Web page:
Henry David Thoreau wrote, “One is not born into this world to do everything, but to do something.”
Thoreau, along with many of his contemporaries, lamented and rejected the excesses of modernity. They lived in a time that saw America beginning the transition from what we romanticize as an individualist agrarian culture to the impersonal, technology-driven machine of society we now recognize. Innovations in the production of goods and transportation (like interchangeable parts and the railroad) opened up massive new opportunities for wealth accumulation — and unprecedented new forms of human exploitation as urban centers filled with mills and factories.
Thoreau and other transcendentalists set to sounding the funeral bell for humanity’s relationship with nature. For them, the new world that was rising around them offered much, but not what would satisfy the innate human need for meaning that it ought to provide. In a world where everything is possible, Thoreau felt one runs a real risk of losing their sense of purpose by pursuing that consuming everything-ness.
If this mode of thought was largely limited to fringey Thoreau-types in the mid-19th century, it became the philosophical concern de rigeur by the middle of the 20th. After two devastating world wars and the invention of nuclear weaponry that could quite literally put an end to civilization, it’s unsurprising that thinkers like Albert Camus would look at the world around them and question whether anything had any meaning and whether life was worth living at all. These questions would come to dominate nearly every aspect of life, from the creation of art and literature to the rewriting of social norms and the rise of late capitalism in the West.
But rather than succumb to the despair or nihilism attending such questions (as many did), Camus chose to recognize the absurd joy humans take in their existence. He argued that while perhaps the world contained no inherent meaning in itself, it could nonetheless be filled with whatever meaning we read into it and that such meaning was indeed valuable. For him, the human act of seeking and creating meaning was not foolish, but rather hopeful. We are the authors of our own satisfaction, which is pretty cool.
In the 21st century, it seems like we’ve largely moved beyond the perennial existential conundrums of Camus and company, but of course, the human need for meaning still remains. And it seems to come from wherever we look for it: Whether at home, at work, at church, in nature, within ourselves, or elsewhere, people find meaning in their lives. The problem now is that too many of us don’t ever do much looking.
Rather than acting with the intention to discover or develop a life of meaning, we kind of just hope some cosmic algorithm brings it to us all served up and ready to go. Perhaps neither Thoreau nor Camus would be surprised that this is the world we have come to see around us, but I think they would both be disappointed.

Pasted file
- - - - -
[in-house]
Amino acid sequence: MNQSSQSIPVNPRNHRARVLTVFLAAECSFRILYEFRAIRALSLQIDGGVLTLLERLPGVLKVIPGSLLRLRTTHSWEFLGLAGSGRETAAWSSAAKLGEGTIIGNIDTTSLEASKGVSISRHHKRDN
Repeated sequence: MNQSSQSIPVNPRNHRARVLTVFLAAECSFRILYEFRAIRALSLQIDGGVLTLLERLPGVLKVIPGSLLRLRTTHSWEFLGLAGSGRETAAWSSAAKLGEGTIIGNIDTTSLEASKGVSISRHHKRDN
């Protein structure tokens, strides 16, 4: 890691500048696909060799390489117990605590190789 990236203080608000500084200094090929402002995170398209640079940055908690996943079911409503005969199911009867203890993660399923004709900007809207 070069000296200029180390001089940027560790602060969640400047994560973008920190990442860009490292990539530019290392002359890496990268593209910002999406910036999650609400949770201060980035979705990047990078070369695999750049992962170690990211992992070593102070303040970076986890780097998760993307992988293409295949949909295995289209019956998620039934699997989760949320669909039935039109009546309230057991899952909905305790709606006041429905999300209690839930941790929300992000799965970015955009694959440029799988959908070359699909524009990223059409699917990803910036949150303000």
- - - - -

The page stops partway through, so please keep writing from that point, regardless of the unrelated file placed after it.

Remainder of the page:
The idea of “intentionality” has filled the pages of many a self-help book and been the subject of many a business development seminar, to the point that it’s basically a jargon term. We clearly know how to talk about being intentional with our goals and with our actions. All of which, obviously, is perfectly fine, but that doesn’t mean we understand it or even really mean it.
A shaky understanding of the principle of “intentionality” can also have an undesirable effect when it creates a hyper-focus on the “what” — the outcome — at the expense of the “why.” If you think about it, this isn’t surprising. Outcomes are concrete and therefore easy to keep in mind (you bought the car you were saving for!); motivations are often abstract and therefore harder to quantify (you wanted that car for a complex amalgamation of reasons involving being a better parent and resolving a long-suppressed childhood envy). But often, the outcome we worked so intentionally for does not actually satisfy the desire we felt in the first place. Therefore, it does not create the meaning we are looking for.
You probably see this all the time. How many friends, colleagues, and family members have you known whose every waking thought is earning a certain wage or receiving a certain promotion, but who live in perpetual dissatisfaction? This is achievement for achievement's sake, and it’s one of the oldest stories there is. Thoreau was far from the first to feel disillusioned with the world he saw and to be disappointed that it failed to give him what he sought.
It is not in things that any substantial meaning is to be found, but rather in the pursuit of purpose. We know this, but we’re really good at forgetting it. Too often we confuse the things we desire with the motivations that generate them — we focus on the car rather than the inner drives we think getting the car will satisfy. As a result, we find little real purpose in the attainment of things. So living intentionally means interrogating those desires and identifying the motivations they come from in order to clarify real purpose and meaning.
We are not made to do everything — to absorb or consume everything the world presents us as fun, interesting, or even vital. We are made to find and pursue a specific purpose in the midst of many possibilities. It is there we can find meaning, and there our intentionality should be focused.
Chase Harrison is a novelist and WSS staff writer based in Salt Lake City.
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